Reporting in good conscience

Nieman Fellows spend a good chunk of our time on extra-curricular activities; to a degree, what happens outside of the classroom matters more than what happens in it. Some of our activities transcend the mere extra-curricular, including what we’re doing right now, as we discuss what journalist should get the Louis M. Lyons Award for Conscience and Integrity in Journalism.

As an American journalist who has spent little time reporting from foreign countries, I find this process eye-opening. Journalists don’t get a lot of respect in America, but at worst I might get hazed, or on a good day screamed at by an angry corporate mouthpiece. Elsewhere, journalists get shot at, blown up, jailed, deprived of basic civil rights. I was aware of this in an abstract way before I became a Nieman Fellow; I spent some time a few years ago trying to help with the U.S. transition for an African journalist who was driven from his country because of his reporting.  But actually going through example after example of journalists under attack for doing their jobs shatters my abstract ideas of what it really means to be a journalist. We are sifting through data about journalists and bloggers in Azerbaijan, Burma/Myanmar, China, Colombia, Iran, Mexico and Somalia. Several of them are in jail for their reporting, some are in exile or banned from working, some still alive by what amounts to a minor miracle. It’s a stunning list, every one an intrepid human being. It’s no less enlightening to hear colleagues here at Nieman put it in context from their own experience — what happens when you’re threatened with death in a country where the government actually would be glad to see you dead? What happens when you know your phone and email are monitored, as well as all your personal interactions?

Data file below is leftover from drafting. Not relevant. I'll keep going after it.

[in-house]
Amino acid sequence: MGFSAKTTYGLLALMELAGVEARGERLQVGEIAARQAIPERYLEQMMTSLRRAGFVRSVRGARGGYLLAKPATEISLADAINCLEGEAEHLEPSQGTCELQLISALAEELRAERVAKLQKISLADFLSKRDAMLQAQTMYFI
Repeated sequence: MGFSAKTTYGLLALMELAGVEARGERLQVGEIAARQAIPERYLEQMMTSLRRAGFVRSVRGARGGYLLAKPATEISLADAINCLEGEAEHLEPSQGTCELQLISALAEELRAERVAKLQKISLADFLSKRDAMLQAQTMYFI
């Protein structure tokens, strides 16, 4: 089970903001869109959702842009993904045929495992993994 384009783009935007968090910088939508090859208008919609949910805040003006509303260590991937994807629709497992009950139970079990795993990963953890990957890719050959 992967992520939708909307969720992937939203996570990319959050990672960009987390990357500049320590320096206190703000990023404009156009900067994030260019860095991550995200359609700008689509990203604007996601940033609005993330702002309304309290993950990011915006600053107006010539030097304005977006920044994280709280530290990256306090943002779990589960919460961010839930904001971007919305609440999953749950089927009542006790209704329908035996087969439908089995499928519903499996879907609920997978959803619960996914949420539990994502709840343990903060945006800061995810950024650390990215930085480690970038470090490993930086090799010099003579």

Something for me to reflect on when somebody flames me for not kowtowing to their perspective.

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